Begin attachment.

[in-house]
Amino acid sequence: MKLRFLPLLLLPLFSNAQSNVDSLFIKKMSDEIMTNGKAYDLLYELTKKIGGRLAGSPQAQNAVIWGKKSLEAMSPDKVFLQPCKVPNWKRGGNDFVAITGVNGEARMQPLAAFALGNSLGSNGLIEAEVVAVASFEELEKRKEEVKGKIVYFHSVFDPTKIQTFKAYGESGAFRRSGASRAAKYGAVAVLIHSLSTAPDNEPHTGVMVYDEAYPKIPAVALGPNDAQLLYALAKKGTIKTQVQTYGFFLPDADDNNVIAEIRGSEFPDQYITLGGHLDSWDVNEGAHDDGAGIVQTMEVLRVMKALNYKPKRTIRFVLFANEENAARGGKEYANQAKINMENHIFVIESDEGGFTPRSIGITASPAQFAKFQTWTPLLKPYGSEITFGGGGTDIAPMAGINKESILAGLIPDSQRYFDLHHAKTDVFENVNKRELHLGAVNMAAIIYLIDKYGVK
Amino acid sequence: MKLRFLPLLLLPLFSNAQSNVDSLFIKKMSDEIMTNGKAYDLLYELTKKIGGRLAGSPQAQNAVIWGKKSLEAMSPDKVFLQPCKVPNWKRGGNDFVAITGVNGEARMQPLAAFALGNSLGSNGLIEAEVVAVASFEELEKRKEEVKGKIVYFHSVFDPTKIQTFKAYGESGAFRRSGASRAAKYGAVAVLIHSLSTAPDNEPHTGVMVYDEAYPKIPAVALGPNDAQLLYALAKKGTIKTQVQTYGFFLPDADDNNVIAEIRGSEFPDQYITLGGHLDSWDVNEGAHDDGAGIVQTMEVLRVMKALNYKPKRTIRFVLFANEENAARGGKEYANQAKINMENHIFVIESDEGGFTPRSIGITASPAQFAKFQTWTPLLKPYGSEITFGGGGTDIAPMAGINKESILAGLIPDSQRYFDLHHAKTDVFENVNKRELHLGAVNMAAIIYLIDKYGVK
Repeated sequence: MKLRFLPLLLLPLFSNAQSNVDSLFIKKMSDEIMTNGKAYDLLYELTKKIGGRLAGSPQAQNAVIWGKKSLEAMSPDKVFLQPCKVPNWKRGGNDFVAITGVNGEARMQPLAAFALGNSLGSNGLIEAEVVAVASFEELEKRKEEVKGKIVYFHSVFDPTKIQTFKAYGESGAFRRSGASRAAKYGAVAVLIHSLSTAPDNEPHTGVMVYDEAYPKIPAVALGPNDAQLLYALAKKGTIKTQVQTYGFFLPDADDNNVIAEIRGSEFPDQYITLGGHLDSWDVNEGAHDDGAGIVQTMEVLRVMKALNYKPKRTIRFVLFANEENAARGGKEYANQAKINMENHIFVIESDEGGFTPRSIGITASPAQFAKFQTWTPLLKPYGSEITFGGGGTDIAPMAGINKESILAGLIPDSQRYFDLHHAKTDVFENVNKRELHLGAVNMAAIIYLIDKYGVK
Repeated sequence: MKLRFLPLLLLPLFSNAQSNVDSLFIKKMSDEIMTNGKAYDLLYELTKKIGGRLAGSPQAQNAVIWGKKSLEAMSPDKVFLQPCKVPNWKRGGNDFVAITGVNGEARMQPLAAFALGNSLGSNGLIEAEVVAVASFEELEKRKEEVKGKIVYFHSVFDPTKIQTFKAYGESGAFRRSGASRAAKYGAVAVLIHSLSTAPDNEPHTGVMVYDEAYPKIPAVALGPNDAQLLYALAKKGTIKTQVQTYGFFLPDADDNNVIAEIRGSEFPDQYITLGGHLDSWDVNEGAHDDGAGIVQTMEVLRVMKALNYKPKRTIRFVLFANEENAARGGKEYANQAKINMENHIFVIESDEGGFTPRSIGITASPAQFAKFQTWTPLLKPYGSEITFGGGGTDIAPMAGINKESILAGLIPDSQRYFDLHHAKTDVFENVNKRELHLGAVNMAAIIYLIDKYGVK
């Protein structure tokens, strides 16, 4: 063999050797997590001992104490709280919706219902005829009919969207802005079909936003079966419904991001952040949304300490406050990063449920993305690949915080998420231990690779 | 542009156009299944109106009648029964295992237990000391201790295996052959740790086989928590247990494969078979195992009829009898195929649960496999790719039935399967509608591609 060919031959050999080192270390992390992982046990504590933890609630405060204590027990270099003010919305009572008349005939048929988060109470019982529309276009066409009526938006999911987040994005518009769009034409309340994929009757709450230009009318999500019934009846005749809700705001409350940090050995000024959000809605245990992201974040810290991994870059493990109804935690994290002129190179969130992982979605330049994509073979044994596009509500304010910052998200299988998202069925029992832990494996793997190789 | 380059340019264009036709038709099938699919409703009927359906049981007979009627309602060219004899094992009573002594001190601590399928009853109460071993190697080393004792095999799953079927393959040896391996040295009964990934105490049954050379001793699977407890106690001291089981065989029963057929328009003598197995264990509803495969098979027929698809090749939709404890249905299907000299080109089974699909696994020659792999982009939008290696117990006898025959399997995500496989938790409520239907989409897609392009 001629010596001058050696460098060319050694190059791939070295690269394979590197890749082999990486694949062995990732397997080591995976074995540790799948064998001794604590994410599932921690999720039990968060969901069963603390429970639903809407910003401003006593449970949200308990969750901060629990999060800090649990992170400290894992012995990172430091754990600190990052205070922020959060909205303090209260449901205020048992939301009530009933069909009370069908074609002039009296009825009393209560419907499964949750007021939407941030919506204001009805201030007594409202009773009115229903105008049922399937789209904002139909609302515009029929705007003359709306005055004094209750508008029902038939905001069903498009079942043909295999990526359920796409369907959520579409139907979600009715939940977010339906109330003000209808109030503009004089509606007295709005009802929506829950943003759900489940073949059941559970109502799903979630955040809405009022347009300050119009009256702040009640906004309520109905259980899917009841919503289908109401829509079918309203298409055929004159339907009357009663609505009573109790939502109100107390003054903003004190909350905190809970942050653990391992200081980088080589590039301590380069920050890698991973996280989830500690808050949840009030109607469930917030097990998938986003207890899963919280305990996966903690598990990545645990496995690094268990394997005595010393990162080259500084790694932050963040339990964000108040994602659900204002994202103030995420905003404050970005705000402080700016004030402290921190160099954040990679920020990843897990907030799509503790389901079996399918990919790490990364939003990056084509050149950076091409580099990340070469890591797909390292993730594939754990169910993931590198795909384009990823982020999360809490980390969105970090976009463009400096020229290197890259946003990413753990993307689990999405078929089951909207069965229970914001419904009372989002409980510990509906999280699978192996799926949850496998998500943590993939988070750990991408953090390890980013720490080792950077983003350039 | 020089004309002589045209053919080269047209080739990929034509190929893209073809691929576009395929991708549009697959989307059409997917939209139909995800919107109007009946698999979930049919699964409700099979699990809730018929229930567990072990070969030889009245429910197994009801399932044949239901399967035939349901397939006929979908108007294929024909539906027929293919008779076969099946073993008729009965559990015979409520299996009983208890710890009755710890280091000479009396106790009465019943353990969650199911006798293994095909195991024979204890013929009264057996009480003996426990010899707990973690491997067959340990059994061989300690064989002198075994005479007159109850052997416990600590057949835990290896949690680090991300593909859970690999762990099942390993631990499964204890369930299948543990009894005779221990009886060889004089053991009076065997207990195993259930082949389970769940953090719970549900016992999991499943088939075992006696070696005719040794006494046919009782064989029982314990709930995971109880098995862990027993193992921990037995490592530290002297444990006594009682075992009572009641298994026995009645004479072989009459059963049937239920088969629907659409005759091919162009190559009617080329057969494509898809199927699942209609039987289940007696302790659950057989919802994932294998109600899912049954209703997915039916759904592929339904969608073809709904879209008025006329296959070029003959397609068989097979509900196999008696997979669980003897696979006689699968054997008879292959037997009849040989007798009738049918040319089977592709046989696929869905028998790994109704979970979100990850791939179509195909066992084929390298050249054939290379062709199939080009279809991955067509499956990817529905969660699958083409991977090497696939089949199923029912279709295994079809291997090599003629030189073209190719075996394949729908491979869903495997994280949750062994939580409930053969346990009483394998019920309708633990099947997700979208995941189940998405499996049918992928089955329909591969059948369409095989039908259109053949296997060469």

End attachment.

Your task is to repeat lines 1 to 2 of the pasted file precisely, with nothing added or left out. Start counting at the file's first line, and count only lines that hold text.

[in-house]
Amino acid sequence: MKLRFLPLLLLPLFSNAQSNVDSLFIKKMSDEIMTNGKAYDLLYELTKKIGGRLAGSPQAQNAVIWGKKSLEAMSPDKVFLQPCKVPNWKRGGNDFVAITGVNGEARMQPLAAFALGNSLGSNGLIEAEVVAVASFEELEKRKEEVKGKIVYFHSVFDPTKIQTFKAYGESGAFRRSGASRAAKYGAVAVLIHSLSTAPDNEPHTGVMVYDEAYPKIPAVALGPNDAQLLYALAKKGTIKTQVQTYGFFLPDADDNNVIAEIRGSEFPDQYITLGGHLDSWDVNEGAHDDGAGIVQTMEVLRVMKALNYKPKRTIRFVLFANEENAARGGKEYANQAKINMENHIFVIESDEGGFTPRSIGITASPAQFAKFQTWTPLLKPYGSEITFGGGGTDIAPMAGINKESILAGLIPDSQRYFDLHHAKTDVFENVNKRELHLGAVNMAAIIYLIDKYGVK